## The Annals of Mathematical Statistics

- Ann. Math. Statist.
- Volume 35, Number 2 (1964), 857-862.

### Max-Min Probabilities in the Voting Paradox

#### Abstract

The voting paradox, that it is possible among three candidates to have $A$ more popular than $B, B$ more popular than $C$, and $C$ more popular than $A$ (e.g., let $\frac{1}{3}$ of a population prefer $A$ to $B, B$ to $C$; another $\frac{1}{3}$ prefer $B$ to $C, C$ to $A$; and the remaining $\frac{1}{3}$ prefer $C$ to $A, A$ to $B$) naturally raises the question of how much more popular they can be, and what results can be obtained with more than three candidates. The question corresponds to the mathematical problem of choosing the joint distribution of $n$ real-valued random variables so as to maximize $\min\{P(X_1 > X_2), \cdots, P(X_{n-1} > X_n), P(X_n > X_1)\}$. The fact that all these probabilities can exceed $\frac{1}{2}$ is well known, (see [1]), but the question of max-min does not appear to have been considered. This note considers this problem (a) with unrestricted $X_1, \cdots, X_n$ and (b) with $X_1, \cdots, X_n$ restricted to be independent. In Case (a), it is very easy to show that the largest possible minimum is $(n - 1)/n$, easily achievable. In Case (b), which is more interesting, there is also an achievable largest minimum $b(n)$, which can be found by solving a degree $\lbrack\frac{1}{2}(n + 1)\rbrack$ equation, and has $b(n + 1) > b(n), \lim_{n\rightarrow\infty} b(n) = \frac{3}{4}$, and $b(3) = .61803, b(4) = \frac{2}{3}, \cdots, b(10) = .73205$.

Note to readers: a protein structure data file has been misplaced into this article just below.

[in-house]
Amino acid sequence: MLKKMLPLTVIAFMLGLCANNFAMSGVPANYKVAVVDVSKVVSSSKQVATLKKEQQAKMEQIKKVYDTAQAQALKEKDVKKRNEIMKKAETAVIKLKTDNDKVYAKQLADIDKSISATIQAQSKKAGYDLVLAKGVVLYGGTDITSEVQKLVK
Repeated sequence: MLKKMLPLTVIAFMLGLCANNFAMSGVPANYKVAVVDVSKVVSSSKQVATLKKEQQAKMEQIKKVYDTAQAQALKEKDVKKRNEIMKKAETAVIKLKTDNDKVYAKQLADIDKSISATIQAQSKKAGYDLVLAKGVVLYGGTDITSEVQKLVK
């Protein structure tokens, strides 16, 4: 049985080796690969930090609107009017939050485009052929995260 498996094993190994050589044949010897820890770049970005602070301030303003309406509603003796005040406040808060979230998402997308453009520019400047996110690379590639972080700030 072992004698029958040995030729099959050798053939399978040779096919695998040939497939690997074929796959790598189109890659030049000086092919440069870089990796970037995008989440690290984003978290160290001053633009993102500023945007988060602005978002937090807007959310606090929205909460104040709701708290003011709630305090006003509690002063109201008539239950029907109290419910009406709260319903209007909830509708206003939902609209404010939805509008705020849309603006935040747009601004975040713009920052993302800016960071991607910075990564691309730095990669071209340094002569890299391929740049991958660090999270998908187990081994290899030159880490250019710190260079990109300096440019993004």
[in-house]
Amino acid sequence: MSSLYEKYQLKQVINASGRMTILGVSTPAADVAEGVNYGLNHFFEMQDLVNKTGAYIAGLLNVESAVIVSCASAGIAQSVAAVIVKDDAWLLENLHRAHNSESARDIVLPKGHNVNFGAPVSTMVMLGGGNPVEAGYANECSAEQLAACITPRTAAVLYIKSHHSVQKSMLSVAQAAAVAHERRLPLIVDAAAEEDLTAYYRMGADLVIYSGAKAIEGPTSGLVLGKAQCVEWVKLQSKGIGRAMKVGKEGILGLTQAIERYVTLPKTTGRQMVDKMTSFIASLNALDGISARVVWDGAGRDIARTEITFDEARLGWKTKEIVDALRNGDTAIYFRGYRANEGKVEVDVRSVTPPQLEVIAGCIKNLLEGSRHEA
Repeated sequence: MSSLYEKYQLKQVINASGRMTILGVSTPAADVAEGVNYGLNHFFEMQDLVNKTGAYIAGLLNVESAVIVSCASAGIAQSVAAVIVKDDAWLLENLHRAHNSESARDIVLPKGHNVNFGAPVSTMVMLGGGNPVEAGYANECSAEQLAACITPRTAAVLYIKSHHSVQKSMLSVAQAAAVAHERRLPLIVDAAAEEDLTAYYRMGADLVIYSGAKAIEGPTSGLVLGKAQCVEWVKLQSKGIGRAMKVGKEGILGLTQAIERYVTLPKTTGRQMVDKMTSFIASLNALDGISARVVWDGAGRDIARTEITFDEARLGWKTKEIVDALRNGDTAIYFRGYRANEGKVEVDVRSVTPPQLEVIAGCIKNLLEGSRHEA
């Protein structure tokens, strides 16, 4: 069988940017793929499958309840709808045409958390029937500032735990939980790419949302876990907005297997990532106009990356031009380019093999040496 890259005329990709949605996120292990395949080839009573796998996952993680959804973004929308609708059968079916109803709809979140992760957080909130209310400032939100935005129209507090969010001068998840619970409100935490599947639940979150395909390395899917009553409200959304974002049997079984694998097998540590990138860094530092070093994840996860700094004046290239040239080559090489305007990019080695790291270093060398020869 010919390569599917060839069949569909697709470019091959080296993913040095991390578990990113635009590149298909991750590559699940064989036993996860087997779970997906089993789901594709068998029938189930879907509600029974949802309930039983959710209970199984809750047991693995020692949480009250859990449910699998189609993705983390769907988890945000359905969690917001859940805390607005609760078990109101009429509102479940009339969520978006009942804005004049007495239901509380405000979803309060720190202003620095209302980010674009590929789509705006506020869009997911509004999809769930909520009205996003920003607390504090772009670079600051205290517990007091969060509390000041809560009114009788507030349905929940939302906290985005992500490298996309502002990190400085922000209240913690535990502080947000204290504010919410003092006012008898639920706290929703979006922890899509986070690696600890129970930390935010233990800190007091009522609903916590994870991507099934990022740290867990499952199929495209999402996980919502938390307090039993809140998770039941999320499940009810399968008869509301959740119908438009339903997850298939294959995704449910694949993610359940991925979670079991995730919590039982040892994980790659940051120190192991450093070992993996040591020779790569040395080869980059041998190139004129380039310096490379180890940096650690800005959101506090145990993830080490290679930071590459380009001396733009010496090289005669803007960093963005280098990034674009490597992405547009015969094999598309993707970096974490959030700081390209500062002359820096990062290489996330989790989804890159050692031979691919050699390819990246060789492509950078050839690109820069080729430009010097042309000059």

#### Article information

**Source**

Ann. Math. Statist., Volume 35, Number 2 (1964), 857-862.

**Dates**

First available in Project Euclid: 27 April 2007

**Permanent link to this document**

https://projecteuclid.org/euclid.aoms/1177703585

**Digital Object Identifier**

doi:10.1214/aoms/1177703585

**Mathematical Reviews number (MathSciNet)**

MR161353

**Zentralblatt MATH identifier**

0126.35505

**JSTOR**

links.jstor.org

#### Citation

Usiskin, Zalman. Max-Min Probabilities in the Voting Paradox. Ann. Math. Statist. 35 (1964), no. 2, 857--862. doi:10.1214/aoms/1177703585. https://projecteuclid.org/euclid.aoms/1177703585